Why Is Humanity Here? How Do We Know?

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One of the central questions we’ve been working to answer is Ran’s overall goal in these Drashot. This Drasha gives us a big clue, because Ran repeats discussions he’s already shared. I suggest he was trying to draw his listeners/readers in a surprising, perhaps challenging direction. By giving us what we are already used to, he can slip in another message of particular importance. Watching him do that, we will be one giant step closer to seeing his goals in this Drasha and in the book as a whole.

Prior essays in this series

Ran starts with a source we’ve seen before, R. Yochanan’s statement in Nedarim 38a that a prophet has to be wise, strong, rich, and humble. That will lead him (in the early parts of this drasha) to arguing, as he had before, that R. Yochanan meant wealth and strength literally. These seemingly superficial qualities were necessary for the prophet to have the best odds of impressing his audience, making it more likely they would listen to him.

Moshe Rabbenu’s speech defect was necessary to prove his prophecy was Divine and not purely an extension of his personal qualities. Moshe was so remarkable intellectually, morally, physically, and financially, that without some flaw people might have thought the Torah (and all his miracles) were his own innovations. By giving him a speech defect, Hashem ensured that people would know that his ability to convince others must be God-given, since he wasn’t a good speaker.

This is all as we’ve seen before, raising the question of why Ran repeats himself at such length. One option is what R. Dr. Haym Soloveitchik has said about other great scholars of Jewish tradition, that writing did not come easily. Once he worked out a topic to his satisfaction, he would insert that version wherever it topic arose (we would hyperlink it from our other Internet articles, but it’s the same idea).

That doesn’t ring true for me regarding Ran, but before we can offer another answer, let’s see the drasha, the old material (summarized in greater brevity than usual) and the new.

The Importance of Prophecy

The opening quote is about the required characteristics of a prophet, but Ran starts by explaining the importance of prophecy. Since it is well known (Ran says) that Hashem created the world for humanity to worship Him, we need prophecy to teach us how.

First challenge for us: Do we agree that Hashem created the world for humanity to worship Him? (Rambam didn’t). Even if we adjust it to read that Hashem created humanity for us to worship Him, do we accept that? That’s a crucial question, because if our essential job as human beings is to worship Hashem (in the myriad ways there are to do that), and we decide we have some other central purpose (however worthy that something else might be), we’ve gone off the rails already. As we’ll see in the course of this drasha, the earlier we go off the rails, the farther from our goal we’re almost guaranteed to end up.

The contention that we need prophecy because we cannot intuit the worship Hashem would prefer is also much contested in our times.  There is a category of mitzvot known as sichliyot, which loosely translates as  those we can intuit on our own, although I wonder at exactly how intuitive even those mitzvot are (as I’ve written about elsewhere). It is also true that the Torah and the prophets give us general enough guidance to leave many important decisions to our own intuition.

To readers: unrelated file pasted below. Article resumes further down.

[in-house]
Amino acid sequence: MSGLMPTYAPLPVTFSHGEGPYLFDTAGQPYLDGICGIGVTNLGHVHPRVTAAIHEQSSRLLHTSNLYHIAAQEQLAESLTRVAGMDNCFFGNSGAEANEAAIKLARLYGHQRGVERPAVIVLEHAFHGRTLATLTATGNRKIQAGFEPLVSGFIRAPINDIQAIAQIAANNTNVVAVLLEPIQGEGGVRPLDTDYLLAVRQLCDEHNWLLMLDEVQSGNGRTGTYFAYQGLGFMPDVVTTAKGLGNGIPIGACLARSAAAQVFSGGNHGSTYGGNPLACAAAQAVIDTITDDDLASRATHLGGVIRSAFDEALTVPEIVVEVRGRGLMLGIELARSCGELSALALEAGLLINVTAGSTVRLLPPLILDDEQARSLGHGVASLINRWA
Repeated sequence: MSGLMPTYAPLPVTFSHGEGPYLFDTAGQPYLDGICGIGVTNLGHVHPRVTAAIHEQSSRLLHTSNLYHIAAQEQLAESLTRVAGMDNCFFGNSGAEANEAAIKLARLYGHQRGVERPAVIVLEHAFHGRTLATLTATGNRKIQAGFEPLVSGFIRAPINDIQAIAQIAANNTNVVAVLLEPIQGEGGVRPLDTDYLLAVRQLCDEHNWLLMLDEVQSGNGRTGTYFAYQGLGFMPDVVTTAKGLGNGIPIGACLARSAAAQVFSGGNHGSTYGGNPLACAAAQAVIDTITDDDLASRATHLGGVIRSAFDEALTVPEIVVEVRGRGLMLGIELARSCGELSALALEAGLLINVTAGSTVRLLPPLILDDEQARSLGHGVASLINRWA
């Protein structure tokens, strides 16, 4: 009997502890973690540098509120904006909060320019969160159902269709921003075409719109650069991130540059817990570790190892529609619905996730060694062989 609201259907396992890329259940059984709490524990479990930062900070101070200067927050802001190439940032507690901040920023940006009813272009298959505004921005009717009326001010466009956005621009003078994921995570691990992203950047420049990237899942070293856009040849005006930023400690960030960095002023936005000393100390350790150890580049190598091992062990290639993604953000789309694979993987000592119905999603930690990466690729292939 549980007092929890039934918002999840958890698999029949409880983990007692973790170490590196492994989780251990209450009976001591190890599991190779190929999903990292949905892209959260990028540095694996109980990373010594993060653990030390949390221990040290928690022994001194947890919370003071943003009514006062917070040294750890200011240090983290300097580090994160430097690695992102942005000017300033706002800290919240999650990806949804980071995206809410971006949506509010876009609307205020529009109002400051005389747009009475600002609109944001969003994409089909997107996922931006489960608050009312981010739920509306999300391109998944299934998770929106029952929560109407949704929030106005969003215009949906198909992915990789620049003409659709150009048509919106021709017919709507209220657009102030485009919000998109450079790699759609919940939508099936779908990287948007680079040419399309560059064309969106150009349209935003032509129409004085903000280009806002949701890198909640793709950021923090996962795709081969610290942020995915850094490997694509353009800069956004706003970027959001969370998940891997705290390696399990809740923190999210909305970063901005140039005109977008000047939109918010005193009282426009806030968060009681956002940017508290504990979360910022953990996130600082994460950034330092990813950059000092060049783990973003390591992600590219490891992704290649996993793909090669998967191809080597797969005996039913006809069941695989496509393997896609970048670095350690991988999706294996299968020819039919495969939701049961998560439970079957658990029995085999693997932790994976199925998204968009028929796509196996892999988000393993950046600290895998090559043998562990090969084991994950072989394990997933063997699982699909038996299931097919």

Even granting that, much of Jewish worship does not lay any claim to being intuitive. Yet many people in our times, observant and not, assert their ability to understand what Hashem does and doesn’t want.

Ran’s view that we need the Torah, whose commandments leave marks on our souls (positive for fulfilling, negative for violating) and the further guidance of the prophets to know how to fulfill our destinies is a challenge to many people today, who prefer to do what they think is right and assume that of course Hashem would agree.

Ran’s view of mitzvot as impacting us as people, positively or negatively, is also out of step with today’s thinking. It’s not just that we acting in certain ways is or isn’t pleasing to Hashem; Ran is saying that our merits and sins change the deepest recesses of our beings. I wonder how many of us experience our achievements and failures that way. Do we feel like we’ve elevated ourselves and our souls each time we listen to Hashem, or vice versa for each time we fail to?

Yaakovs LadderThe Necessary Ups and Downs of a Righteous Life

Ran then says that Hashem’s mitzvot help us navigate the balance between our higher and lower selves. The higher selves reach for Hashem and all that is heavenly and divine, while the lower selves deal with the mundane and earthly. Not even the most righteous among us can continuously move up (especially since some material aspects of life are religiously necessary and important, such as for prophecy), and that is one symbolism of Ya’akov’s dream of angels climbing and descending a ladder. This idea of balancing the divine and the mundane is another example of Ran’s recurring interest in how the two realms interact (next time, we’ll see that Ran thinks of the heart as a crucial organ for this concern).